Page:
Chances are you’ve seen Bird in your city. You might even have ridden one for fun on a beautiful day, or for a quick and inexpensive ride when you needed to get somewhere in a crunch. If you’ve ever wondered what it’s like working at the startup transforming the way people get around, we spoke to Rodney Gainous Jr. and Alona King — software engineers at Bird— to get a deeper look inside.

Landing at Bird

Gainous moved to LA in January and noticed the high number of people riding scooters around town. After a friend finally convinced him to unlock a Bird, he realized how enjoyable the experience was. He further researched the company, reached out to Travis VanderZanden, CEO of Bird, who introduced him to Justin Balthrop, the CTO. Shortly after, Rodney was working on the iOS and Android apps as the youngest and one of the 10 first members of Bird’s engineering team.

Alona King began to see Bird as an affordable, accessible means of transportation that was going to completely change the way a large portion of our society moves after riding to the grocery store and back for $3.30. She immediately set up a visit to Bird’s electrified HQ through Gainous.

“Everyone I talked to was excited, humble and hungry,” King says, “Every engineer I talked to couldn’t stop talking about the incredible problems they solve day in and day out. Problems that no one had ever solved before. I decided right then and there that I wanted to join the team, and three weeks later I was the first woman to join software engineering at Bird.”

Growing at Bird

The ability to create solutions never stops, as Bird continues to innovate how people get around.

“Because of our growth, every day there are new challenges to face,” says Gainous, “What is a priority today may or may not be a priority tomorrow. I spend the majority of my time coding, typically working on new features.”With Bird growing so fast, the company is actively hiring in all areas. As Gainous describes, “Some days, my whole day is interviewing candidates because we have tons of positions to fill.”

Taking Bird international was King’s first responsibility. During King’s second week working, the CTO came to her to ask if she had what it took to take Bird to Paris. She jumped at the opportunity.

“During that time, a normal day for me was spent leading that project, coordinating necessary engineering work between teams and writing all the code necessary to take our app international,” she says, “A month later, thanks to that work, we were able to launch in Paris, and now Bird is operational in countries around the globe. Still, priorities change all the time.”

After taking Bird global, King led the rider team to implement Bird Delivery, a service announced in October that allows riders to have Birds delivered to their homes so they can have all-day access to it. It’s the next step for users who want to reduce their carbon footprint but need to take multiple trips throughout the day. In addition to Bird Delivery, Bird has also released Bird Zero, a new scooter that’s designed to have a longer-lasting battery, improved lighting and more. Continuing to innovate and push the mission forward is important to the team.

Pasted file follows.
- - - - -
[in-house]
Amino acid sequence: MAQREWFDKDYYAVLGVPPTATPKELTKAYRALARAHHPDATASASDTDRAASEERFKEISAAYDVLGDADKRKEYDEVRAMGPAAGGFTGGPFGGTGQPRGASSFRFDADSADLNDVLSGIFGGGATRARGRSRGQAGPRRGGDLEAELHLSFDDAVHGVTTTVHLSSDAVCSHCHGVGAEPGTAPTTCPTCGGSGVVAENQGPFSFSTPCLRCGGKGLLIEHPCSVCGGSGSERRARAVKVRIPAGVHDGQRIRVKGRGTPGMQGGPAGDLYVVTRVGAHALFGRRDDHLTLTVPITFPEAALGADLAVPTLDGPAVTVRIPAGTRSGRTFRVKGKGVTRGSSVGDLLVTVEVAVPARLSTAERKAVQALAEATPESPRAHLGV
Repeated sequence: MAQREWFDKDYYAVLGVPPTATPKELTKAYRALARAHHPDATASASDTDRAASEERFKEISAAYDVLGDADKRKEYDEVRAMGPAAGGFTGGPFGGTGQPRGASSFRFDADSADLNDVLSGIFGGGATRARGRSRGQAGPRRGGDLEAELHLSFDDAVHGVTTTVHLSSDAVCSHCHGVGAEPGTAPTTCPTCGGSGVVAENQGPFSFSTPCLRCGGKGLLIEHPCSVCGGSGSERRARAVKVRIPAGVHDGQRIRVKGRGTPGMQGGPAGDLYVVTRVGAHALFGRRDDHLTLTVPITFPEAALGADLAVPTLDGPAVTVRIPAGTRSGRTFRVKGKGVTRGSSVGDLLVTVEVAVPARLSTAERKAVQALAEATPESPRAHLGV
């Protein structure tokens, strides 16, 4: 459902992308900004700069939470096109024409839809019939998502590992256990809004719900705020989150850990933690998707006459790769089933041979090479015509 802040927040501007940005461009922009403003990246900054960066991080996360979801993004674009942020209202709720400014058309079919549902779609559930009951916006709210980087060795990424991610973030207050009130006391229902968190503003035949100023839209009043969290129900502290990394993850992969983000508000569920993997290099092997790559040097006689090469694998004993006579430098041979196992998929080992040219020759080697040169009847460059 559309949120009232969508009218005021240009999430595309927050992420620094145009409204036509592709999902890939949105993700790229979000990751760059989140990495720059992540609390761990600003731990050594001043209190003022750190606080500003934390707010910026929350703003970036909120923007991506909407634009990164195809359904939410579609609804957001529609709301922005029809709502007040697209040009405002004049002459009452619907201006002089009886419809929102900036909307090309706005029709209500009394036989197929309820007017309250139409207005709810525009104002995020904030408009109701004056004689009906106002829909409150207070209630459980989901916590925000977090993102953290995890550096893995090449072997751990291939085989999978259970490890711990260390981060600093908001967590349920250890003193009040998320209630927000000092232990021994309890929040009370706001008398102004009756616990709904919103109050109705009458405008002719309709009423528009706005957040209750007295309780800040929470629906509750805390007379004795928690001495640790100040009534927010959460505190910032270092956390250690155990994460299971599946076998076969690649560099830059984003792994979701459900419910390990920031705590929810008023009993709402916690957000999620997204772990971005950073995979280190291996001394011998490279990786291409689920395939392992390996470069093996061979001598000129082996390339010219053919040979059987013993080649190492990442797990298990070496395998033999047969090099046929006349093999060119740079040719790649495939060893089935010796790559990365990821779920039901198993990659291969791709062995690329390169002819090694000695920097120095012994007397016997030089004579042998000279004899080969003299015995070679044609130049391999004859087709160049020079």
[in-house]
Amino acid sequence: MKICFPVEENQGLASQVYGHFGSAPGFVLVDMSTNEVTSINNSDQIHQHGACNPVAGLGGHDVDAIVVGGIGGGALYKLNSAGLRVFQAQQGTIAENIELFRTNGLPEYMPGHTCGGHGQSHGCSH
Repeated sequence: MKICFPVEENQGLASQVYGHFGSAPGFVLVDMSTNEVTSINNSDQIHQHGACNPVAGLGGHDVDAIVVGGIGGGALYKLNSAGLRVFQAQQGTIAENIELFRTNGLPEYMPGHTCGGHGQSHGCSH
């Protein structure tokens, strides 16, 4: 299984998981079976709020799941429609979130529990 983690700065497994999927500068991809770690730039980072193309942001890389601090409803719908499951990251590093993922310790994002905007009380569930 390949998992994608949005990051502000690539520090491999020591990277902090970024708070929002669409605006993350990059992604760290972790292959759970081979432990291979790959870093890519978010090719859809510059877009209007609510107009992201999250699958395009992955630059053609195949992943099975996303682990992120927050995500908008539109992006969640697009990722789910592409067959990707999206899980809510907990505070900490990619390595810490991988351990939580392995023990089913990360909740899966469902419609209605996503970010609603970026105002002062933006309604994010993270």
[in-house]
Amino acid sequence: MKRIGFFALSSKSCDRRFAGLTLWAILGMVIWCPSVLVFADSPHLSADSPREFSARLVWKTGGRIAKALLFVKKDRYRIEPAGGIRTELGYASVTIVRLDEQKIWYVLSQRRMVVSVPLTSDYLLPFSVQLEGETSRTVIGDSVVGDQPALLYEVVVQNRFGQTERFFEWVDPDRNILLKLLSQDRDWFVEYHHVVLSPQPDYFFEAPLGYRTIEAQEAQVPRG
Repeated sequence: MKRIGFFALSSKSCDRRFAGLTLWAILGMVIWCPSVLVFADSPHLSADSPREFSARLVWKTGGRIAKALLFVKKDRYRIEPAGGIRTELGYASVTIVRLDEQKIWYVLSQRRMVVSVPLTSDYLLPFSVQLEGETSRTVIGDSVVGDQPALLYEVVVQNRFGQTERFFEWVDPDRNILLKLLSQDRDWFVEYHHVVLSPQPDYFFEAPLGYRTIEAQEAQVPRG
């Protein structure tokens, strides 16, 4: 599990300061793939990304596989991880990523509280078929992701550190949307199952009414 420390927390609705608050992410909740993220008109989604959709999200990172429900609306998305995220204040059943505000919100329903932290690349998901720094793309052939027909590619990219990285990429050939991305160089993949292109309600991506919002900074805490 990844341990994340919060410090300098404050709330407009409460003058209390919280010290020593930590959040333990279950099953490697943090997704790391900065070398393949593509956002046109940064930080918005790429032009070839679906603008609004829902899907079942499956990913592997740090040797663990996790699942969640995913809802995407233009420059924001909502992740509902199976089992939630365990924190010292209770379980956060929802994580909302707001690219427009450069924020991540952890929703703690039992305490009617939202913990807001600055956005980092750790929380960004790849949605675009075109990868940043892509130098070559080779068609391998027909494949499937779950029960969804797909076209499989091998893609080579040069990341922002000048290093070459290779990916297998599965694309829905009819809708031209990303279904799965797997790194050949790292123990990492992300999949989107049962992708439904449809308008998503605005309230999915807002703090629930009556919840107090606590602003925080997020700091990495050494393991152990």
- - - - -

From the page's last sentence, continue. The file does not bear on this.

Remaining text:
On the one-year anniversary of the startup, Bird celebrated by providing 10 million environmentally-friendly rides to riders in more than 100 cities. With a timely idea, a great product and the sense of freedom and accessibility that comes with the service, the team has set themselves up for an impressive growth trajectory, meaning more growth within in business and a cleaner environment.

Diversity at Bird

“As a black engineer, I can look to my left and right and see other black software engineers doing incredible work and that is a blessing to be a part of,” says King.

Even though many tech companies claim that black and brown engineers don’t exist, Bird sees and hires them.

“Bird has the most black engineers that I’ve ever worked with in 5 years,” says Gainous. “Compared to other companies, there is higher priority in improving the diversity of the engineering team.”

Gainous says that Bird is helping foster diversity and inclusion by listening to the concerns of minorities and actively working to address them. In addition to attending and recruiting at AfroTech this year, Bird has prioritized recruiting from HBCUs and participating in the annual Grace Hopper event to encourage women to join the team. In support to those recruitment efforts, the team must participate in mandatory safe & inclusive workspace training for all employees so that individuals can best work together in an understanding and comfortable environment.

Are you interested in joining the flock? Click here to learn more about Bird’s current openings.


This post is sponsored by Bird.